For the roughly 40 million Americans suffering from sleep disorders, nights spent tossing and turning can become days full of irritability and melancholy.
Polysomnography, or sleep testing, can help diagnose a person with one of the roughly 80 known sleep disorders, which include sleep apnea, insomnia and narcolepsy.
The sleep test results in a 1,000-page report that sleep specialists at Payson Sleep Services, or any other sleep lab, send to a doctor for evaluation.
“We don’t do the diagnosis,” said Jan McGee, a registered polysomnographic technologist, who co-owns Payson Sleep Services with her husband, Rick. “Sleep testing keeps us pretty busy.”
Patients arrive for sleep testing around eight in the evening. If a person works at night, however, day sleep tests are also available. It takes roughly 45 minutes for the sleep technicians to attach all the sensors and monitors to track oxygen levels, body movements and sleep levels throughout the six-hour test.
Patients are placed in private rooms with adjustable beds, pillow-top mattresses and a television. Sleep technicians monitor patients throughout the night on computers down the hall. Patients traditionally leave around 6 a.m., and can expect results in three or four days.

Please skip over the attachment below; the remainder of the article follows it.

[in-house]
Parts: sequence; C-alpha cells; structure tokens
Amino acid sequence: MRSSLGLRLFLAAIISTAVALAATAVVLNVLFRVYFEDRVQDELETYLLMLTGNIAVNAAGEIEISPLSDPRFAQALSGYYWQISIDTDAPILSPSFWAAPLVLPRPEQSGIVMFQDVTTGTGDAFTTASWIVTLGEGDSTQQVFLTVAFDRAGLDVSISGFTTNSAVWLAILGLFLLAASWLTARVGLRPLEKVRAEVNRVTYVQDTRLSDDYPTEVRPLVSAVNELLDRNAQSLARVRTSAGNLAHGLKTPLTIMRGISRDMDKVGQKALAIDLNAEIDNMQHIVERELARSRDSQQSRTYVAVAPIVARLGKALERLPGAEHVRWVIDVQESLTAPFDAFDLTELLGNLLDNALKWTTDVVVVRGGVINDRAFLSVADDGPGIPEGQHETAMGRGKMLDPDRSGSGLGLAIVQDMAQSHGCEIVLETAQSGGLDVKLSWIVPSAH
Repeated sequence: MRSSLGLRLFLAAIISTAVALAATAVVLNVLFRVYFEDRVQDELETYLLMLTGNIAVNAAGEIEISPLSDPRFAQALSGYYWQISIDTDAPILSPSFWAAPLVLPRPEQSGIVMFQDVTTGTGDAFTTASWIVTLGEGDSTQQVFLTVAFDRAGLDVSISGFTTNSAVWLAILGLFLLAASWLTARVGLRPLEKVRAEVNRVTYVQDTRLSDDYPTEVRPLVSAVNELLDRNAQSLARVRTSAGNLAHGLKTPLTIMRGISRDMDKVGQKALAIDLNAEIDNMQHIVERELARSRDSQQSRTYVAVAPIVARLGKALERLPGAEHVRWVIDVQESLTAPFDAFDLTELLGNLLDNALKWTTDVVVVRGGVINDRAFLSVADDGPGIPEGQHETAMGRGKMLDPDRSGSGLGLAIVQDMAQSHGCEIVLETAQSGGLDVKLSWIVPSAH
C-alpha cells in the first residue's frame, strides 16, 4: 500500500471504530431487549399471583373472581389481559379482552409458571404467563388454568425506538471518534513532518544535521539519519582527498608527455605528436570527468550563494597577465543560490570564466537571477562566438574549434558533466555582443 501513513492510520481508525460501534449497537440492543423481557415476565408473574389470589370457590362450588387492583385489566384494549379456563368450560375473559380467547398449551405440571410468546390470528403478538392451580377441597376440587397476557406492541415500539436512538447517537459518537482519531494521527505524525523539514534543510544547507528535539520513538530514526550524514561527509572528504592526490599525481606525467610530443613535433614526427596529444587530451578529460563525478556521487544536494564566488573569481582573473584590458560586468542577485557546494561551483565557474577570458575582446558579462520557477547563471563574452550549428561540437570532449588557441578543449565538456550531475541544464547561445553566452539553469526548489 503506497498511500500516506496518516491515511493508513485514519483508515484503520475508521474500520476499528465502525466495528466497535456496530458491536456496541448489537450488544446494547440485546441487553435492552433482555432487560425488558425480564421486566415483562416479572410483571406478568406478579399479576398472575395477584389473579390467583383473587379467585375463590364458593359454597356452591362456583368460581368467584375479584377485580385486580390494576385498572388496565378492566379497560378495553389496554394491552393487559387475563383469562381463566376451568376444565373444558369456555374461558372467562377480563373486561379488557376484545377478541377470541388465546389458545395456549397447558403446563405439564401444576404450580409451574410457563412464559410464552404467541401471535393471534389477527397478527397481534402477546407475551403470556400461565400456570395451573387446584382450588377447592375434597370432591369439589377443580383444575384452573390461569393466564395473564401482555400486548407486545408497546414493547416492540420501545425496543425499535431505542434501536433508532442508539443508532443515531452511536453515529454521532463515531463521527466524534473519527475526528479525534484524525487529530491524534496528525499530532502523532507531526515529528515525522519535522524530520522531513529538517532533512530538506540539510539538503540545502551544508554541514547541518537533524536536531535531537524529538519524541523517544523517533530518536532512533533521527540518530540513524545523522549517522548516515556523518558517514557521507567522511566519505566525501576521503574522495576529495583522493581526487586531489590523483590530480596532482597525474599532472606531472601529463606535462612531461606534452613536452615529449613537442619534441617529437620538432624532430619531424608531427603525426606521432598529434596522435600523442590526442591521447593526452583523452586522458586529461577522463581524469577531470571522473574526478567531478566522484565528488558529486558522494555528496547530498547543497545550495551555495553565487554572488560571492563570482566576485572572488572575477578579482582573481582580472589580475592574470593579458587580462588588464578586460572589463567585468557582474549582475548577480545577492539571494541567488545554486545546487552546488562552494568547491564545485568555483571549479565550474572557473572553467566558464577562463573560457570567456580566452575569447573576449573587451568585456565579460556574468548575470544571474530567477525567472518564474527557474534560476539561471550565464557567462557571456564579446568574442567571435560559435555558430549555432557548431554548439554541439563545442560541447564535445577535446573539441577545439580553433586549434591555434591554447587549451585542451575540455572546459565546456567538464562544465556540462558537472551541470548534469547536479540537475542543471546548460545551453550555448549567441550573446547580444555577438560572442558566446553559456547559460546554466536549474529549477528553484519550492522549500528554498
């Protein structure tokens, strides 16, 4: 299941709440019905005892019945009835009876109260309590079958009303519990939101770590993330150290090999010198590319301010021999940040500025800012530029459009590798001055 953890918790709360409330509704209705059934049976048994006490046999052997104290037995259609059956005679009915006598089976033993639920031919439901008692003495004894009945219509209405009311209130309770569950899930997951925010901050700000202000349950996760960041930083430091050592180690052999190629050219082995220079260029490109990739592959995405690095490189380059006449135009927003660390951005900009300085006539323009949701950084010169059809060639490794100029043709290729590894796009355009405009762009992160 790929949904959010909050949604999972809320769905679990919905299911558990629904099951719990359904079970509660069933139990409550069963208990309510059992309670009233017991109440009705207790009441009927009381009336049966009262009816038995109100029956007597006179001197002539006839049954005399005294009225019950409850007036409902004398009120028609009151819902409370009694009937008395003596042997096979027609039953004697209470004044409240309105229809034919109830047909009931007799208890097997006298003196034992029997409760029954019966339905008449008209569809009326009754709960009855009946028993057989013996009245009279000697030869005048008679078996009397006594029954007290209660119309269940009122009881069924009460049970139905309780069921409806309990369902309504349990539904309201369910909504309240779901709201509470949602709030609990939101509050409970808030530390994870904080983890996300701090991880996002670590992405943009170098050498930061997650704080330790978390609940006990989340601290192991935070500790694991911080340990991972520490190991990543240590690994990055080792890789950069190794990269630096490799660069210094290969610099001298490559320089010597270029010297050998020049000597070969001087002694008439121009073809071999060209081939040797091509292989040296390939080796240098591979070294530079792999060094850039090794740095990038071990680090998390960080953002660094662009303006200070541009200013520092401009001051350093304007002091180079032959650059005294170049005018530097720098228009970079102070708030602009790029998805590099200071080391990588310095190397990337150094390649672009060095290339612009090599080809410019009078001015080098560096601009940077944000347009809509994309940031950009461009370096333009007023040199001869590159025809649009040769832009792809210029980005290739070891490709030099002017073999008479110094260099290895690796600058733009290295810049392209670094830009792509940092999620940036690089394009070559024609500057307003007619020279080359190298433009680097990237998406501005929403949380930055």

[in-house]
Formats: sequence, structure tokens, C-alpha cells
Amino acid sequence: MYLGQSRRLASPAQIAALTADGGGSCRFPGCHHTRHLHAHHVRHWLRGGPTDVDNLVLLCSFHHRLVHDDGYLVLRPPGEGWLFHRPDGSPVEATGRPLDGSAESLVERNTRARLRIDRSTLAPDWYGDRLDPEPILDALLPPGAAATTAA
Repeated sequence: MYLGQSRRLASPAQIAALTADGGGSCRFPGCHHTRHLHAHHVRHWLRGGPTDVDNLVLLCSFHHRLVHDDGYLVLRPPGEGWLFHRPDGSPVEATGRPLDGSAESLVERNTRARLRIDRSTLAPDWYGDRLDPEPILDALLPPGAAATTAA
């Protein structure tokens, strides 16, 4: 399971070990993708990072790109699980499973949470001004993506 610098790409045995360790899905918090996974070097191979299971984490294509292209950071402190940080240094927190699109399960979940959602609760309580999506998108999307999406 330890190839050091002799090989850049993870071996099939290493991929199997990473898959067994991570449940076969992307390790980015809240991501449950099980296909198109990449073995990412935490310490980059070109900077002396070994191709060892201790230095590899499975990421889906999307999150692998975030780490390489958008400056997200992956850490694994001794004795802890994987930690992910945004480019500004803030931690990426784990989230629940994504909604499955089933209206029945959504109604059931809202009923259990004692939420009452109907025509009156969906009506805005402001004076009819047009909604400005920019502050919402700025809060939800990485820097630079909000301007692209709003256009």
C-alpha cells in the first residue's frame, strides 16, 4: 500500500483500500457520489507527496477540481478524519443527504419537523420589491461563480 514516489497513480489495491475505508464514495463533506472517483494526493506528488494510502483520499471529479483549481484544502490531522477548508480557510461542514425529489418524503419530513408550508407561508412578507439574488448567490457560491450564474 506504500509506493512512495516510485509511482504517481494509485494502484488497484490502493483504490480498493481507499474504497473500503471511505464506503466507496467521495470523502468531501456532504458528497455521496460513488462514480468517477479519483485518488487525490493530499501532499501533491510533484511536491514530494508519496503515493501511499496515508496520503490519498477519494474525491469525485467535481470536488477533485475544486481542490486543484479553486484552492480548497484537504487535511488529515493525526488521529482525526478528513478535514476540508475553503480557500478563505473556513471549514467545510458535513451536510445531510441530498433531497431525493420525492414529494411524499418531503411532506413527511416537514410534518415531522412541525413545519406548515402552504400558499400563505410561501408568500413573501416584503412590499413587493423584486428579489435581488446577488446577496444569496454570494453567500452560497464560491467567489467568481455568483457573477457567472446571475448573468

McGee said she mostly works with sleep apnea sufferers. The disorder occurs when a person stops and starts breathing repeatedly throughout the night. According to Payson Sleep Services, sleep apnea can cause high blood pressure, heart problems or stroke, which can turn fatal.
Anywhere from 4 to 10 percent of the population has sleep apnea, McGee said.
She tests roughly half women and half men, but also works with children older than 5.
“Usually with the kids, it’s the tonsils that are the problem,” McGee said. “The tonsils get so big that they get in the child’s airway so they have trouble breathing at night.”
People experiencing sleep problems should first go to their doctor. Sleep testing is like any other medical test — an x-ray for instance.
Nearly all insurance plans have coverage for sleep studies, though some require pre-authorization which the sleep center helps receive.
Treatment is life-long. “It’s not a cure,” McGee said. Behavioral therapies can help patients manage insomnia, and certain masks can help with other disorders.
Snoring, though it can indicate sleep apnea, is not necessarily a certain symptom. “If everybody that snored had sleep apnea, then we wouldn’t need sleep labs,” said McGee.
“If they only snore a couple times a month, that’s not very indicative.”
In 2007, Payson Sleep Services saw about 40 patients each month, although that number has since cut in half.
Sleep deprivation and disorders are estimated to cost Americans over $100 million annually in lost productivity, medical expenses, sick leave, and property damage, according to the National Sleep Foundation.
McGee said a shortage of sleep makes it impossible to lose weight, makes people irritable and affects a person’s overall health.
“There’s so much research right now in sleep. They’re just learning new things all the time,” McGee said.